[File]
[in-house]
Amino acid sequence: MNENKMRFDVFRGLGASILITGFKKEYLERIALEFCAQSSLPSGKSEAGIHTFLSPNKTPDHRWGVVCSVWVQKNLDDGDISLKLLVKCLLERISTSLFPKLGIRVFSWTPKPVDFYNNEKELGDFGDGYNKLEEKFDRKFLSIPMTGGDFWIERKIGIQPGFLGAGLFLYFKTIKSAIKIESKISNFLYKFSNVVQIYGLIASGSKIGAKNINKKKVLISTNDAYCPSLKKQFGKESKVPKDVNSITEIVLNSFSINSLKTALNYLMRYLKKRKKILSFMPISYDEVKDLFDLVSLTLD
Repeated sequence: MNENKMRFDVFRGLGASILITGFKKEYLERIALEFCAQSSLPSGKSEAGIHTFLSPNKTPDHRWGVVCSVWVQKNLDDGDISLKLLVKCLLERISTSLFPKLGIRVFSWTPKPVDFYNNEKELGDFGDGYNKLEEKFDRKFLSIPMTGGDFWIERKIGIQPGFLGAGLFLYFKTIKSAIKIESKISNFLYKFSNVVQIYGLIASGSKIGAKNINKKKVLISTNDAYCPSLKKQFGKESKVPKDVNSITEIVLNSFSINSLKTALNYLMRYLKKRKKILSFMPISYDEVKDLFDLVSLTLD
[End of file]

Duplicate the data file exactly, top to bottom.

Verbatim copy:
[in-house]
Amino acid sequence: MNENKMRFDVFRGLGASILITGFKKEYLERIALEFCAQSSLPSGKSEAGIHTFLSPNKTPDHRWGVVCSVWVQKNLDDGDISLKLLVKCLLERISTSLFPKLGIRVFSWTPKPVDFYNNEKELGDFGDGYNKLEEKFDRKFLSIPMTGGDFWIERKIGIQPGFLGAGLFLYFKTIKSAIKIESKISNFLYKFSNVVQIYGLIASGSKIGAKNINKKKVLISTNDAYCPSLKKQFGKESKVPKDVNSITEIVLNSFSINSLKTALNYLMRYLKKRKKILSFMPISYDEVKDLFDLVSLTLD
Repeated sequence: MNENKMRFDVFRGLGASILITGFKKEYLERIALEFCAQSSLPSGKSEAGIHTFLSPNKTPDHRWGVVCSVWVQKNLDDGDISLKLLVKCLLERISTSLFPKLGIRVFSWTPKPVDFYNNEKELGDFGDGYNKLEEKFDRKFLSIPMTGGDFWIERKIGIQPGFLGAGLFLYFKTIKSAIKIESKISNFLYKFSNVVQIYGLIASGSKIGAKNINKKKVLISTNDAYCPSLKKQFGKESKVPKDVNSITEIVLNSFSINSLKTALNYLMRYLKKRKKILSFMPISYDEVKDLFDLVSLTLD